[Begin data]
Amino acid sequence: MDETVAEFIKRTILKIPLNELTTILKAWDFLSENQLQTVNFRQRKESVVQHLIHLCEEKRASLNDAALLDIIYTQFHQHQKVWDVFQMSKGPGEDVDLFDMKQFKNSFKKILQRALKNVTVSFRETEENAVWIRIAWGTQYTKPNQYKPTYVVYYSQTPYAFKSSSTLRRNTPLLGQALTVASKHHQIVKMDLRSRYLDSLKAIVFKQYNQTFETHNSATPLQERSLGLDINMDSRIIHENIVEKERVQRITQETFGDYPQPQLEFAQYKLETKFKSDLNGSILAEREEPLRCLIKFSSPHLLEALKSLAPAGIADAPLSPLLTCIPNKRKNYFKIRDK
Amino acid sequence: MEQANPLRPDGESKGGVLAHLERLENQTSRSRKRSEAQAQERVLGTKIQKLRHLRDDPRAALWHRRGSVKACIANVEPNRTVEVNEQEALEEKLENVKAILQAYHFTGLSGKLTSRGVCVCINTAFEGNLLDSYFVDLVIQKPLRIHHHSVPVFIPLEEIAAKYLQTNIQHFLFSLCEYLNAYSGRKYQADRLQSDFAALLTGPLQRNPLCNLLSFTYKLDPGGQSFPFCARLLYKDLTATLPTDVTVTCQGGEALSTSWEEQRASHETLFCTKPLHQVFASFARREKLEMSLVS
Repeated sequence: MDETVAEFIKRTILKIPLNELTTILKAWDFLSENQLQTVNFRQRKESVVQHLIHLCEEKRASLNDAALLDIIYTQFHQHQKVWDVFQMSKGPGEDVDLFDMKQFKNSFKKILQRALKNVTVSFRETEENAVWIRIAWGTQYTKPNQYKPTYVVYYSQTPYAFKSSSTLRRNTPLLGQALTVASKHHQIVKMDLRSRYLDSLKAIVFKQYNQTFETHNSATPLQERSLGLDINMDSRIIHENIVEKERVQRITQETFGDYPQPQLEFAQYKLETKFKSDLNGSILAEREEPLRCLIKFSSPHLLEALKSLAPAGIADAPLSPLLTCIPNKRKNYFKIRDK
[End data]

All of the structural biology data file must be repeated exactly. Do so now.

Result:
Amino acid sequence: MDETVAEFIKRTILKIPLNELTTILKAWDFLSENQLQTVNFRQRKESVVQHLIHLCEEKRASLNDAALLDIIYTQFHQHQKVWDVFQMSKGPGEDVDLFDMKQFKNSFKKILQRALKNVTVSFRETEENAVWIRIAWGTQYTKPNQYKPTYVVYYSQTPYAFKSSSTLRRNTPLLGQALTVASKHHQIVKMDLRSRYLDSLKAIVFKQYNQTFETHNSATPLQERSLGLDINMDSRIIHENIVEKERVQRITQETFGDYPQPQLEFAQYKLETKFKSDLNGSILAEREEPLRCLIKFSSPHLLEALKSLAPAGIADAPLSPLLTCIPNKRKNYFKIRDK
Amino acid sequence: MEQANPLRPDGESKGGVLAHLERLENQTSRSRKRSEAQAQERVLGTKIQKLRHLRDDPRAALWHRRGSVKACIANVEPNRTVEVNEQEALEEKLENVKAILQAYHFTGLSGKLTSRGVCVCINTAFEGNLLDSYFVDLVIQKPLRIHHHSVPVFIPLEEIAAKYLQTNIQHFLFSLCEYLNAYSGRKYQADRLQSDFAALLTGPLQRNPLCNLLSFTYKLDPGGQSFPFCARLLYKDLTATLPTDVTVTCQGGEALSTSWEEQRASHETLFCTKPLHQVFASFARREKLEMSLVS
Repeated sequence: MDETVAEFIKRTILKIPLNELTTILKAWDFLSENQLQTVNFRQRKESVVQHLIHLCEEKRASLNDAALLDIIYTQFHQHQKVWDVFQMSKGPGEDVDLFDMKQFKNSFKKILQRALKNVTVSFRETEENAVWIRIAWGTQYTKPNQYKPTYVVYYSQTPYAFKSSSTLRRNTPLLGQALTVASKHHQIVKMDLRSRYLDSLKAIVFKQYNQTFETHNSATPLQERSLGLDINMDSRIIHENIVEKERVQRITQETFGDYPQPQLEFAQYKLETKFKSDLNGSILAEREEPLRCLIKFSSPHLLEALKSLAPAGIADAPLSPLLTCIPNKRKNYFKIRDK